Guest: Gunnar Kaiser
How long do we want to endure this madness? How do we create a world in which our children - indeed all the children of the earth - can live happily together?
The string-pullers of the old debt-money system, which has to produce poverty, wars and environmental destruction due to the system, try to pandemically conceal its inevitable collapse with gigantic donations to the system media. Alternative media, which have to live from voluntary donations of their audience, have a hard time to present the important "other side" sufficiently and to make it known.
Is it even possible to practice free and independent journalism under these general conditions, which does justice to its task as the fourth estate? Because only well-informed people who know both sides can make responsible decisions for their actions.
Gunnar Kaiser has been working as a freelance journalist since 2001 and knows the challenges of independent journalism like no other. In the Gradido Podcast, Philipp Kessler talks to him and Gradido founder Bernd Hückstädt about the entanglements of capital and media, as well as the possibilities of free competition between monetary systems.
Gunnar and Bernd agree that our current monetary system is on the verge of collapse. How a better monetary system can look like and how something like that can be tested and introduced, they have different ideas about that.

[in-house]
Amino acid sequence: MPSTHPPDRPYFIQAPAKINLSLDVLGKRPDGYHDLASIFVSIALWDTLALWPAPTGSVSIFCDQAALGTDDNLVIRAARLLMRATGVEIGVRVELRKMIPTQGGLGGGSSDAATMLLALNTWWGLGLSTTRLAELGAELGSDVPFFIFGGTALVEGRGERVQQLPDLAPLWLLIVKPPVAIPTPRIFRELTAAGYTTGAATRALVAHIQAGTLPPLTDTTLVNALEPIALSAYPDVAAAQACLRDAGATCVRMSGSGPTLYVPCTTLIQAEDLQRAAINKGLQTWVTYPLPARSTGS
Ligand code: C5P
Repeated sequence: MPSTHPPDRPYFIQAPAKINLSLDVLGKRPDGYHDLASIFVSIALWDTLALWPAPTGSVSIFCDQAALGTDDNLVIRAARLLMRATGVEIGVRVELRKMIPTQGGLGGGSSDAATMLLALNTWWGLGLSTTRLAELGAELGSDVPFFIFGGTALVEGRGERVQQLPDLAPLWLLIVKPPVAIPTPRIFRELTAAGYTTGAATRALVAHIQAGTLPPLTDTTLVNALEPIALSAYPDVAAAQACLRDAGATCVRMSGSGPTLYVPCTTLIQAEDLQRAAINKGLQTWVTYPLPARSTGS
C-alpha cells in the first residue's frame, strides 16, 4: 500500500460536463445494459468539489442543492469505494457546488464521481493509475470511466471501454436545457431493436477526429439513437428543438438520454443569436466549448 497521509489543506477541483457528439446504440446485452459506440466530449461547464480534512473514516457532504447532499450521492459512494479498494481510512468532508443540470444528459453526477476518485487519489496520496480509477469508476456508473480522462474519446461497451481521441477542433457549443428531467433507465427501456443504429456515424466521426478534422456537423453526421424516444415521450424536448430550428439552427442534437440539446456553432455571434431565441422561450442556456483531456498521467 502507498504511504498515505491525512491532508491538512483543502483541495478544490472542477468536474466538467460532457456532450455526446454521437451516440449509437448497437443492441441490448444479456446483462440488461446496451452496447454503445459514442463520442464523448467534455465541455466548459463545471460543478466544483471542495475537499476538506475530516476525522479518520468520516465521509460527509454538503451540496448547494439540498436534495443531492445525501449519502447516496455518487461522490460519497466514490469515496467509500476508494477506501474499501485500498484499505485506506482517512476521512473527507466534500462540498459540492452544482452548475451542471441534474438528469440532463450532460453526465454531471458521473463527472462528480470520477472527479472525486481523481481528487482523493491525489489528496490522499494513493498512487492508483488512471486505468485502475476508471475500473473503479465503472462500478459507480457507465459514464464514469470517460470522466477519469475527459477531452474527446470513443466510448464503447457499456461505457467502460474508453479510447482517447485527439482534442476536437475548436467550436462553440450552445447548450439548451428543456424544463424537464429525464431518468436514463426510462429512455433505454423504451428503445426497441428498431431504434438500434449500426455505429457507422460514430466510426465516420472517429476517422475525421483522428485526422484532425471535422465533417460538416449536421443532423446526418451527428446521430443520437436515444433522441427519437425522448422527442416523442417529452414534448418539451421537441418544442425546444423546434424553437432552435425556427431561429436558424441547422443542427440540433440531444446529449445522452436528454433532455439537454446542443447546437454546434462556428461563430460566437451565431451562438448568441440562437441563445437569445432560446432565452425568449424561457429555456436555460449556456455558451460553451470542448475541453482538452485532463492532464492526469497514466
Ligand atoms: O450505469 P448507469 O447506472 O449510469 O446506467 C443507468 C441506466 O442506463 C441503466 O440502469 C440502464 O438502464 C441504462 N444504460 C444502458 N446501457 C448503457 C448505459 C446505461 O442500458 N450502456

Should a new monetary system be forced on the people, as is planned with the digital central bank currencies? Wouldn't it be better if people could decide for themselves, e.g. in a referendum? Or would free competition between monetary systems be the way to go? Can we compare concrete advantages and disadvantages of Gradido versus gold-backed currency in a field trial to gather tangible evidence as to which system better serves all people and the planet? Can valid studies be conducted in a safe setting before drawing conclusions about the national or global economy?
One thing is certain: we cannot continue in the old system. Now it is up to each of us to open up to new approaches in order to make a future worth living possible for everyone. Who wants to have to tell his grandchildren later that he went along with all the madness, although he knew that this was by no means 'without alternative'? Good solutions for a peaceful coexistence in prosperity and harmony with nature are abundantly available. Even if they partly seem to contradict each other, they are puzzle pieces for a future worth living, which we may put together in a 'Great Cooperation' in the free competition of ideas to the big picture.